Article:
The Norumbega Effect
By Jaed Coffin
Photographs by Fred Field
Back when I was a kid growing up in Brunswick, the common belief among my classmates was that to be considered a “REAL MAINER” your family had to have lived in Maine for a very long time. In our soaring elementary school imaginations, a “very long time” involved images of prudish Anglo-Saxons sporting buckle shoes and bonnets, while in the background woolly mammoths stood tusk-deep in the mudflats, chomping on sea grass.
Over time, the criteria for Real Mainerhood seemed to become more exact, and yet more liberal. To be considered a Real Mainer, your family had to go back exactly six generations, as I recall. At some point, six was reduced to three.
The criteria changed again during high school. I don’t remember where this joke came from, but I heard it more than once. So there’s a pregnant woman from Maine on her way home from a Red Sox game. The baby comes early and she goes into labor. While she’s in a maternity ward in Portsmouth, the soon-to-be mother convinces her husband to sneak her back over the border into Eliot just so that the child wouldn’t have to face the embarrassment of being born “out of state.” The punch line had something to do with the placement of the woman’s feet, the direction of the baby’s head, and her husband wheeling the gurney up the steep incline of the Piscataquis River Bridge.
Then I went to college in Vermont, where some other kids from Maine and I formed a self-righteous alliance. To us, being from Maine meant we were more rugged and more independent and more honest than the rest of the student body, most of which hailed from various precincts within New England. The weird thing was that the unofficial criteria for admittance into this special club didn’t require any kind of generational or birthright proof. You only had to have gone to high school in Maine—although a public high school was best, and the further north the better.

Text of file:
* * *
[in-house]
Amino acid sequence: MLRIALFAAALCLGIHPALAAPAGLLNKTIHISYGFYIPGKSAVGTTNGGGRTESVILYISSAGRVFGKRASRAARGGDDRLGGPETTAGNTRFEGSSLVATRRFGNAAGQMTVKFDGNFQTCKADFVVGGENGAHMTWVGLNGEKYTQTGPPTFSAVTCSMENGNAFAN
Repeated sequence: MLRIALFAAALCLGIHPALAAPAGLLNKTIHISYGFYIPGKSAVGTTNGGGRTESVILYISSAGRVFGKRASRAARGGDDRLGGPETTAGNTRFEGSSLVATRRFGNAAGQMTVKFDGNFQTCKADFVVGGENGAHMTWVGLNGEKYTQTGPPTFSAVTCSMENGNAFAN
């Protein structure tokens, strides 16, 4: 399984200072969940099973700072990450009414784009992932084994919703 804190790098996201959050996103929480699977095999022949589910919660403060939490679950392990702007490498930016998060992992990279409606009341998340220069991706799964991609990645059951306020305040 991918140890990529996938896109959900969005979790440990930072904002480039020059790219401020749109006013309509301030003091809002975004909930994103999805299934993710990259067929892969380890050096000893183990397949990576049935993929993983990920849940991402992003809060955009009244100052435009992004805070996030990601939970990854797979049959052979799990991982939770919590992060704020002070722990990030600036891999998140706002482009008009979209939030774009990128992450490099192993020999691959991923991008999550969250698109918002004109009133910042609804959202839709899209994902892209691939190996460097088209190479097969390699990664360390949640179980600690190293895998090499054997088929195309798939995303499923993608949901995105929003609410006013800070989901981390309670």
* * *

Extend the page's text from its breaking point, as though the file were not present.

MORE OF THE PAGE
I lived away for a bunch of years—the West Coast, overseas, in the dreaded cultural gloom that is Massachusetts—and since I’ve returned home, I’ve noticed that the defining criteria of Mainerhood have shifted again. In the media—in this magazine, for instance—I’ve noticed that the term “Mainer” is applied to people who did not grow up in Maine. In a recent profile on Portland arts maverick Andy Graham, he is identified as a “Mainer—New Jersey born and bred.”
In 2008, Tilbury House Press in Gardiner published a collection of profiles entitled New Mainers: Portraits of Our Immigrant Neighbors. On the cover is a stunning portrait of Khadija Guled, who was born in Somalia in 1979 and came to Maine in 1994 after surviving years of civil war and a series of refugee camps. Less than a decade after arriving in Maine, Guled graduated from the University of Southern Maine with a master’s degree in social work. She is now employed as a case manager at Community Counseling Center in Portland, where she helps immigrants like herself adjust to their new American lives. When I read Guled’s story, and the stories of other new Mainers, I never once considered the potential contradiction in the use of the term—probably because such distinctions seem irrelevant, if not downright petty, in the context of these remarkable stories of survival and triumph.
It’s not hard to speculate as to why we should care so much about who’s a Mainer and who’s not. Ultimately, I think most people recognize—or try not to recognize—that the only uncontestable Real Mainer claim can be made by the tribes of the original Wabanaki Nation: the Passamaquoddy, Penobscot, Mi’kmaq, Maliseet, and Abenaki. Despite epidemics of disease, warfare, colonization, and displacement, the enduring Wabanaki presence in Maine makes the modern Anglo emergence of the last two centuries look like little more than a three-day weekend.